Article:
505 Matching Annotations
  1. Last 7 days
    1. This might explain the seemingly higher frequence of this serious complication compared to the mRNA delivery methods which have other problems, in particular related to the ionizable cationic lipid packaging which have strong toxic effects.

      On brain tissue damages due to AstraZeneca.

  2. May 2021
  3. Apr 2021
    1. theoretical biologist

      This field is not well recognized, but hopefully this situation will change!

    1. Once established, however, it spreads slowly. Unlike aggressive Kentucky bluegrass, which spreads by underground stems called rhizomes, perennial ryegrass is a bunch-forming grass. Like tall fescue, it naturally grows in clumps and spreads through vertical shoots known as tillers, rather than spreading by rhizomes or horizontal above-ground stems, known as stolons.
  4. Mar 2021
    1. As well as the discussion about what is really meant by a ‘domain of one’s own‘

      Societies have been inexorably been moving toward interdependence. More and more people specialize and sub-specialize into smaller fragments of the work that we do. As a result, we become more interdependent on the work of others to underpin our own. This makes the worry about renting a domain seem somewhat disingenuous, particularly when we can reasonably rely on the underlying structures to work to keep our domains in place.

      Perhaps re-framing this idea may be worthwhile. While it may seem that we own our bodies (at least in modern liberal democracies, for the moment), a large portion of our bodies are comprised of bacteria which are simultaneously both separate and a part of us and who we are. The symbiosis between people and their bacteria has been going on so long and generally so consistently we don't realize that the interdependence even exists anymore. No one walks around talking about how they're renting their bacteria.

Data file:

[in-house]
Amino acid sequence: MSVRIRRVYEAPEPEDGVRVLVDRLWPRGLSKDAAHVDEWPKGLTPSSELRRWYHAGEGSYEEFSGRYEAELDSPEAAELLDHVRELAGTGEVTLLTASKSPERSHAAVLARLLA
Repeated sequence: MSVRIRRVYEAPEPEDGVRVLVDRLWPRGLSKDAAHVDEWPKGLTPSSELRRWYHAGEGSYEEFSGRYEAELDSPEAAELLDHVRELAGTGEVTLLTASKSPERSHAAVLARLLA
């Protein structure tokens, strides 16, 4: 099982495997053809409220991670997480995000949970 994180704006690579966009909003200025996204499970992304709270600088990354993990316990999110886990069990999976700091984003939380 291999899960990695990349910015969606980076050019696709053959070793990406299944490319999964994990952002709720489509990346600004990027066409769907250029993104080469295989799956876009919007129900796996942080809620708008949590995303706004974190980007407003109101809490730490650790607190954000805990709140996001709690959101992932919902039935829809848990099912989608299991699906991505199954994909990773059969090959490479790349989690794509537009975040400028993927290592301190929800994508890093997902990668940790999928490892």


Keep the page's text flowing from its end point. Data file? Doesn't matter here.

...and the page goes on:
Eventually we'll get to a point where our interdependence on domain registrars and hosts becomes the same sort of symbiotic interdependence.

      Another useful analogy is to look at our interdependence on all the other pieces in our lives which we don't own or directly control, but which still allow us to live and exist.

      People only tend to notice the major breakdowns of these bits of our interdependence. Recently there has been a lot of political turmoil and strife in the United States because politicians have become more self-centered and focused on their own needs, wants, and desire for power that they aren't serving the majority of people. When our representatives don't do their best work at representing their constituencies, major breakdowns in our interdependence occur. We need to be able to rely on scientists to do their best work to inform politicians who we need to be able to trust to do their best work to improve our lives and the general welfare. When the breakdown happens it creates issues to the individual bodies that make up the society as well as the body of the society itself.

      Who's renting who in this scenario?

  5. Feb 2021
    1. Fredericks DN, & Relman DA (1996). Sequence-based identification of microbial pathogens: a reconsideration of Koch’s postulates. Clinical microbiology reviews, 9 (1), 18-33 PMID: 8665474

      Repostulation of Koch's rules in the era of the virueses.

  6. Jan 2021
    1. Proteins are made up of building blocks called amino acids. N501Y means that the 501st amino acid was originally an N, which stands for the amino acid asparagine, but has been changed to a Y, which stands for tyrosine.

      The takeaway: Amino acids, represented by single letters such as N or Y make up proteins which are part of the coronavirus (as well as other biology such as animals, plants, microorganisms, etc.). Mutations are written with the original amino acid letter followed by the number of the amino acid and the new amino acid letter.